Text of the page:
WASHINGTON—Today, the Congressional Budget Office released its analysis of the President’s fiscal year 2015 budget. Based on CBO’s analysis, the President’s plan would increase spending by $1.1 trillion and raise taxes by almost $1.4 trillion over the next ten years. And unlike the House Republican plan, his budget would never balance—ever. Instead, it would run a $746 billion deficit in fiscal year 2024. Under CBO’s revised estimate, the President’s budget deficits would be $1.6 trillion higher than what he presented to Congress last month.
Upon release of the CBO report, House Budget Committee Chairman Paul Ryan of Wisconsin issued the following statement:
“This new report is just more confirmation: The President’s budget would take us in the wrong direction. It would take more from families to spend more in Washington. It would hollow out our national defense. It would weaken key priorities like Medicare. And it would never balance the budget—ever.
“That’s why I’m proud that the House passed the Republican budget. Our plan would balance the budget in just ten years and help grow the economy. By getting our debt under control and advancing other pro-growth policies, it would strengthen our economy and help create jobs. The people deserve a government that works for them, not one that buries them in more debt.”Contrast in visions
After removing gimmicks, the President’s budget increases spending by $1.1 trillion.
The House-passed budget cuts spending by $5.1 trillion.
President’s budget increases taxes by $1.4 trillion.
The House-passed budget calls for revenue-neutral tax reform.
The President’s budget never balances—ever.
The House-passed budget reaches balance in 2024.
“Mr. Chairman, what this debate comes down to is a question of trust.
“We’ve offered a budget because we trust the American people. Unlike the Senate Democrats who have once again punted and not even offered a budget this year, we trust the people to make an honest assessment. We trust them to make the right choice for their future.
“Now, to their credit, the House Democrats have offered budgets as well. The problem is, they put their trust in Washington. Every time you hear the word 'investments' just know what that means—take from hardworking taxpayers, borrow more money from our next generations and from other countries, and spend it in Washington.
“Time and again, they are proposing to put government in the driver’s seat. They’ve already engineered a takeover of our entire health-care sector. They’re over-regulated our energy sector. They’re depriving us of jobs, and they won’t even give us the Keystone Pipeline. They’re proposing new taxes—another $1.8 trillion tax increase. They’re proposing more cronyism. They’re proposing more control from Washington, which is less control of our communities, less control over our businesses, less control over our lives, less control over our futures.
“In my respectful opinion, it is a vision that is paternalistic, arrogant, and downright condescending. You know, big government in theory—it sounds compelling. In practice, it’s totally different. Remember if you like your doctor, you can keep your doctor? Remember if you like your health-care plan you can keep your healthcare plan? Remember if government takes over this sector it will lower your costs? Big government in practice is so different than the theory. The results have nothing to do with the rhetoric.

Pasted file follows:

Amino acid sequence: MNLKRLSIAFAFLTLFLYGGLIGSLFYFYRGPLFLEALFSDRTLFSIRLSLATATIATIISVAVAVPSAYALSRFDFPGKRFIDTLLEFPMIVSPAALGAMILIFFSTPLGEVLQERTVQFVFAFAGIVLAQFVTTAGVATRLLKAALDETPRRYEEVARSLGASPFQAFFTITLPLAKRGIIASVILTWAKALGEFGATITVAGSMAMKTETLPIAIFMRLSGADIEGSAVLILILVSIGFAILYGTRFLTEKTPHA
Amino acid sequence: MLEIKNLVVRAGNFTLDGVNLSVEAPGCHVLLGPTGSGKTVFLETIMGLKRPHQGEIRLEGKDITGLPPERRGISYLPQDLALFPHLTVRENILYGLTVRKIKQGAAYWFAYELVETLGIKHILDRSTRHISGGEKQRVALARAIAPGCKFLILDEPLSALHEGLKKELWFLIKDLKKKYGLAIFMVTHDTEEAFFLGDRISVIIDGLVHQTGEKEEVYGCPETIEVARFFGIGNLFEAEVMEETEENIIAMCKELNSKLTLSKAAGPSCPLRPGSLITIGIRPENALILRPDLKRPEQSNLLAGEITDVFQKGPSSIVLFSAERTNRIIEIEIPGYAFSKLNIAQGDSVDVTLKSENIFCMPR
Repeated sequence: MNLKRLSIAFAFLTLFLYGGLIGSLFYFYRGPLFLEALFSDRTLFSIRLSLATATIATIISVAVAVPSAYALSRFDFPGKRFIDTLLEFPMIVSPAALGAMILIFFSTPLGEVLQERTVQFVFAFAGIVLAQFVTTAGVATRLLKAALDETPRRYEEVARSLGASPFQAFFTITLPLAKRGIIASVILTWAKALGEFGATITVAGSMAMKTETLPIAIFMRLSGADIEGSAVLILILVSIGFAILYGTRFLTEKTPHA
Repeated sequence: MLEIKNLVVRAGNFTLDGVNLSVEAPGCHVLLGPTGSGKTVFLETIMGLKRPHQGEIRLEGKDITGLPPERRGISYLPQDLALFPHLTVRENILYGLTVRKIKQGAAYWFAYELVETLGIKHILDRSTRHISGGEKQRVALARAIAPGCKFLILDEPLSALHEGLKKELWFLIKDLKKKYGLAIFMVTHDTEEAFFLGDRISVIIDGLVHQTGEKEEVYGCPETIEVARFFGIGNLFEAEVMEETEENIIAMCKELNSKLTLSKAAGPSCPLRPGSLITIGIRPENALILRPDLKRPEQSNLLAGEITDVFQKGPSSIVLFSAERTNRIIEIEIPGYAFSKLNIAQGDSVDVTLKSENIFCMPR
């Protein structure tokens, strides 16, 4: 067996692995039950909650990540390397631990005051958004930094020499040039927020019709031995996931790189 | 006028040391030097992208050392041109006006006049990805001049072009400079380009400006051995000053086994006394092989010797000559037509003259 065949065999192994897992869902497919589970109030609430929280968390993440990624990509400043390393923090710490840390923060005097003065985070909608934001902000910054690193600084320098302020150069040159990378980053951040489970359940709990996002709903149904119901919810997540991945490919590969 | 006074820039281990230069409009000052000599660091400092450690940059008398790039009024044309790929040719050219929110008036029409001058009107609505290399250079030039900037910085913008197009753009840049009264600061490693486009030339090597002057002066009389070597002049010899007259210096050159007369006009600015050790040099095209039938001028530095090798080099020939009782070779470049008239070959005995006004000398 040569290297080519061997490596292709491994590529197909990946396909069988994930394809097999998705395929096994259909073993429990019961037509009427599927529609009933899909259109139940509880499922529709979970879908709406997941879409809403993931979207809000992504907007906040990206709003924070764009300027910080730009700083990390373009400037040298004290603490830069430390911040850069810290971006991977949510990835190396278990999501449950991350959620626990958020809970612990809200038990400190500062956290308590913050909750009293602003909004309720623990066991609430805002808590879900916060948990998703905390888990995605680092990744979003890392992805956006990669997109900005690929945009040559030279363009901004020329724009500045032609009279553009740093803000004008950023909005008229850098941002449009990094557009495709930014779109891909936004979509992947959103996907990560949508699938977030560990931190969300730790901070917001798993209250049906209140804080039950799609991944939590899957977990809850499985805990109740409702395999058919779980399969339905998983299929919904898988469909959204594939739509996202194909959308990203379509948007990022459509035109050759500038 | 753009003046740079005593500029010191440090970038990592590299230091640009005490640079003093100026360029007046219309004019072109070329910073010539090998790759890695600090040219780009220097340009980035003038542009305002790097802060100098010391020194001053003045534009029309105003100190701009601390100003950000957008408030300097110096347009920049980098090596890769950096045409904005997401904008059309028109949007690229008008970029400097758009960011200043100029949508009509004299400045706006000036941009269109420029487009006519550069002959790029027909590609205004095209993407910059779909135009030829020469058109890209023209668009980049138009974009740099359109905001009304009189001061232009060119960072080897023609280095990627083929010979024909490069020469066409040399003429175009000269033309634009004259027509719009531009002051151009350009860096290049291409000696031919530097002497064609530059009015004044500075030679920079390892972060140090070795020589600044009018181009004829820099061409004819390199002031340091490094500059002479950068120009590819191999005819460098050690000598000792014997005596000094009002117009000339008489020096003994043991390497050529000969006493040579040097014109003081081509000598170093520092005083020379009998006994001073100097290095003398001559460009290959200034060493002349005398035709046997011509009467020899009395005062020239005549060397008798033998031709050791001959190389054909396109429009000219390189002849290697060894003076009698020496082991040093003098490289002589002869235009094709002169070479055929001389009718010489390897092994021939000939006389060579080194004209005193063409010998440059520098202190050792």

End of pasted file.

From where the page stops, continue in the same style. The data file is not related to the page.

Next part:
“We, on the other hand, trust the people. We are offering a balanced budget that pays down the debt. We are offering patient-centered solutions, so that patients are the nucleus of the health-care system, not the government. We’re offering a plan to save Medicare now and for future generations. We’re offering a stronger safety net with state flexibility, to help meet people’s needs and to help people get from welfare to work to make the most of their lives. We’re offering pro-growth tax code. We’re offering more energy jobs.
“You can boil the differences down to one question: Who knows better? The people or Washington? We have made our choice with this budget. I trust the American people to make theirs.
“Mr. Chairman, let’s call the vote.”
The world is less safe when America doesn’t lead. But for President Obama, this lesson has yet to sink in. In February, he offered a budget that would cut crucial funding for our national security. So tomorrow, House Republicans will pass a budget that would give our troops the funding they need.
First, let’s put things in perspective: For decades, defense spending made up roughly 50 percent of the federal budget. Today, it’s just 18 percent. And if we stay on the current path, the Congressional Budget Office estimates that defense will fall below 10 percent by 2024.
The reason? Entitlement programs and interest payments are growing out of control. Government spending on health care is set to skyrocket. Interest payments are projected to quadruple over the next decade.
But the Obama administration sees no need for alarm. Year after year, his administration has cut defense spending, all while the world has grown more dangerous. And rather than confront the entitlement challenge, he’s creating new open-ended spending programs and attacking our good-faith reform efforts.
“I want to thank Congressmen Woodall and Gohmert for offering this bill. We should write the federal budget the same way that a family writes its own budget. You don’t just assume you will spend more on the same item every year. You figure out what works and what needs fixing. It’s our job to set priorities and to assess the results. And that’s why I’m proud to support this bill.”
President Obama proposed a $1.8 trillion tax increase on hardworking families.
House Republicans proposed revenue-neutral tax reform to create jobs.